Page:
Departure Times
Some of our flights have an optimal departure time for local traffic while other flights are timed for connectivity. Air Canada flies between Montreal and Toronto at every hour during weekdays and even at every 30 minutes during peak hours. When we operate more than one daily flight per day to a city, we usually spread the flights throughout the day. Business travelers usually enjoy taking a flight early in the morning and return at the end of the day after their meetings.

Aircraft Types
Aircraft limitations are taken into account when we assign a plane to a route. For example a 70-seater regional jet cannot fly from North America to Europe because it simply does not have the range to do such missions. We fly the Airbus A319 to Mexico City (7,300 ft. of elevation) because this aircraft performs well at high temperatures and high altitudes.

Passenger Load Factor
The passenger load factor (PLF) can be described as “how full is the plane in terms of seats occupied.” The load factor can be calculated by dividing the RPMs by the ASMs on a particular route or for the whole network. You can also calculate the PLF by dividing the number of revenue passengers onboard by the number of available seats on the aircraft.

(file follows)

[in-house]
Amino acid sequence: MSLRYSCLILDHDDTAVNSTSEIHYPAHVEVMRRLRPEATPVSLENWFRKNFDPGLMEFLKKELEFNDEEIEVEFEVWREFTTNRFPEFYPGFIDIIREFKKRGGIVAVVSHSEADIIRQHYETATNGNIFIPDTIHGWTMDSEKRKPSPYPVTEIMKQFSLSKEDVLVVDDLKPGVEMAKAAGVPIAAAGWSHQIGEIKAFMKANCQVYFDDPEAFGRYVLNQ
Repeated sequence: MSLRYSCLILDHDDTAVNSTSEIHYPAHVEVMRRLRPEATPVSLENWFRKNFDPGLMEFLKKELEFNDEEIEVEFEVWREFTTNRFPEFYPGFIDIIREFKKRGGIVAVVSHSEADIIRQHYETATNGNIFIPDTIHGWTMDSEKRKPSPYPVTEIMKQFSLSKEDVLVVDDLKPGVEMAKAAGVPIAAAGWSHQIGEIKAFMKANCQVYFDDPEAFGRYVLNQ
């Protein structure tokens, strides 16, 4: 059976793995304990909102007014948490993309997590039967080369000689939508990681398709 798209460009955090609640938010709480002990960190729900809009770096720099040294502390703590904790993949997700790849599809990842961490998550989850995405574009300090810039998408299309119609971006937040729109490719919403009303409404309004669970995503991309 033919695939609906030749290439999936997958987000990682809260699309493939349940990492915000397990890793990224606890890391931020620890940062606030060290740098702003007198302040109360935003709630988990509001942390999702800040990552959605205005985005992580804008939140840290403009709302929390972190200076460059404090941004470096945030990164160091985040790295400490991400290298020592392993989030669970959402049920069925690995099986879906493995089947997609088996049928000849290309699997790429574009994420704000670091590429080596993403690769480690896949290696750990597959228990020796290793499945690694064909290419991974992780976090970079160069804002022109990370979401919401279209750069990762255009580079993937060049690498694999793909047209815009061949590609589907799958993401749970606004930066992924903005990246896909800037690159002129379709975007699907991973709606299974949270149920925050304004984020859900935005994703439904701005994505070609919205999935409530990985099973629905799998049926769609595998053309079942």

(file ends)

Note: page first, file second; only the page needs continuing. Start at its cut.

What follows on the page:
You are now an aviation expert! If you are interested in Network Planning, you should definitely take the Airline Management (BA 315) class on campus. This course is very interesting if you are an aviation passionate like me.

If you have any questions or comments regarding my internship, you can reach me at the email address listed below. I will be happy and glad to answer your questions!

Until next time!

Nicolas


Contact the author at berniern@my.erau.edu

Summer Internship: What is Network Planning?

Hello everyone!

I hope you guys are enjoying your summer. It has now been three weeks since I have been working Air Canada in Network Planning as a summer intern. I will take this time to explain a bit more on what I do at work. I am part of the team that plans the flight schedule about a year before departure. We are currently planning the schedule for 2017. Below is an overview of how the schedule is handled from the time it is built to the time the flights occur for real.

IMG_7918

  1. Network Planning (9 months and more)
  2. Intermediate Scheduling (9 months to 3 months)